Kerry pressures Russia on Ukraine deal

Secretary of State John Kerry called Russian Foreign Minister Sergey Lavrov Tuesday afternoon to express his "deep concern" after a deal aimed at reducing violence in Ukraine has resulted in little movement from pro-Russian separatists.

"The secretary expressed deep concern over the lack of positive Russian steps to de-escalate, and cited mounting evidence that separatists continue to increase the number of buildings under occupation, and take journalists and other civilians captive," a senior State Department official said.

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The official said Kerry urged Russia "to tone down escalatory rhetoric" and issue public statements "calling for those occupying buildings to disarm and stand down in exchange for amnesty." The U.S. says Russia agreed to those terms in a multilateral deal reached in Geneva last week.

"Secretary Kerry also reiterated that the absence of measurable progress on implementing the Geneva agreement will result in increased sanctions on Russia," the official said.

The call came as Ukraine's acting president urged law enforcement agencies to renew their crackdown against separatist forces within Ukraine. He accused pro-Russian rebels of torturing and killing two people near the city of Slaviansk, including Vladimir Rybak, a local politician who belonged to the president's party.

"The terrorists who basically have taken the entire Donetsk region hostage have crossed the line with torturing and killing Ukrainian patriots," interim President Oleksandr Turchynov said, according to CNN.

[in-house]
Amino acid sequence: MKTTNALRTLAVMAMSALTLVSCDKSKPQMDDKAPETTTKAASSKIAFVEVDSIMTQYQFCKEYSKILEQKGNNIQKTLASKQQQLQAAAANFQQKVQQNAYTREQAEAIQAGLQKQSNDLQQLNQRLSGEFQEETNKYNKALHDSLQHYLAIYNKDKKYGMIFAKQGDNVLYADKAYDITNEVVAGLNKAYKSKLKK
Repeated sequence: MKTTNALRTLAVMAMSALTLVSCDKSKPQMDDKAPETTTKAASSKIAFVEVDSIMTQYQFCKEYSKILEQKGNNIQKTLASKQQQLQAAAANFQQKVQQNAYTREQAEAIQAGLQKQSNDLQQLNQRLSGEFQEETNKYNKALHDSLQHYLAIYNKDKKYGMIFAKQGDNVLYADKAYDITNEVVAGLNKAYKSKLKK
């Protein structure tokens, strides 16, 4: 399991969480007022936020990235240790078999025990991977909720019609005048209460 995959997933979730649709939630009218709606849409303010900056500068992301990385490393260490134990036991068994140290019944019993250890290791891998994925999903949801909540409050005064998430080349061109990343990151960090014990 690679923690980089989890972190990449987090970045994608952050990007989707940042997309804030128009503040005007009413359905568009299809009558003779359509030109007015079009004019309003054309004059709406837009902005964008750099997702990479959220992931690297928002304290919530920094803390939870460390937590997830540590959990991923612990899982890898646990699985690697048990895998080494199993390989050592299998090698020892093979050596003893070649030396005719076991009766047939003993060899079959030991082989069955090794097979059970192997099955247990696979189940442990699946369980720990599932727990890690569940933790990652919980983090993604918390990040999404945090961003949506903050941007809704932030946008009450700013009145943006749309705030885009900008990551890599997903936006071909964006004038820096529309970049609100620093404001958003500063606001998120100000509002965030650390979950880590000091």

Earlier Tuesday, Vice President Biden called on Russia to "stop supporting men hiding behind masks and unmarked uniforms sowing unrest in eastern Ukraine" during his visit to Kiev.

The vice president warned that more "provocative behavior" would be met with additional sanctions from the U.S., and he announced a new aid package aimed at stabilizing the Ukrainian economy and assisting with next month's presidential elections.

"You will not walk this road alone. We will walk it with you," Biden said.

White House press secretary Jay Carney wouldn't outline a concrete timeline for when the U.S. might move ahead with a broader sanctions regime.

"I think Russia understands that the United States, the E.U. and our G-7 partners are serious about the need for all parties to the agreement to take steps to de-escalate the situation in Ukraine and that, should Russia continue to engage in provocative actions, continue to support the separatists — the so-called separatists, or the armed irregular militias in portions of Ukraine who have seized buildings — that there will be further costs imposed on Russia," Carney told reporters aboard Air Force One.

Kerry also spoke by phone with Ukrainian Prime Minister Arseniy Yatsenyuk, who met with Biden earlier in the day. According to the State Department, Kerry praised Yatsenyuk for proceeding with amnesty legislation that would wipe away criminal charges for militants who agree to leave buildings they've seized in the country's eastern region. Kerry also thanked Yatsenyuk for his efforts on a national constitutional reform "dialogue," according to the administration official.

"Secretary Kerry encouraged final passage of the amnesty legislation and the formal launch of the national dialogue, including the issuance of invitations to a broad range of participants," the official said.

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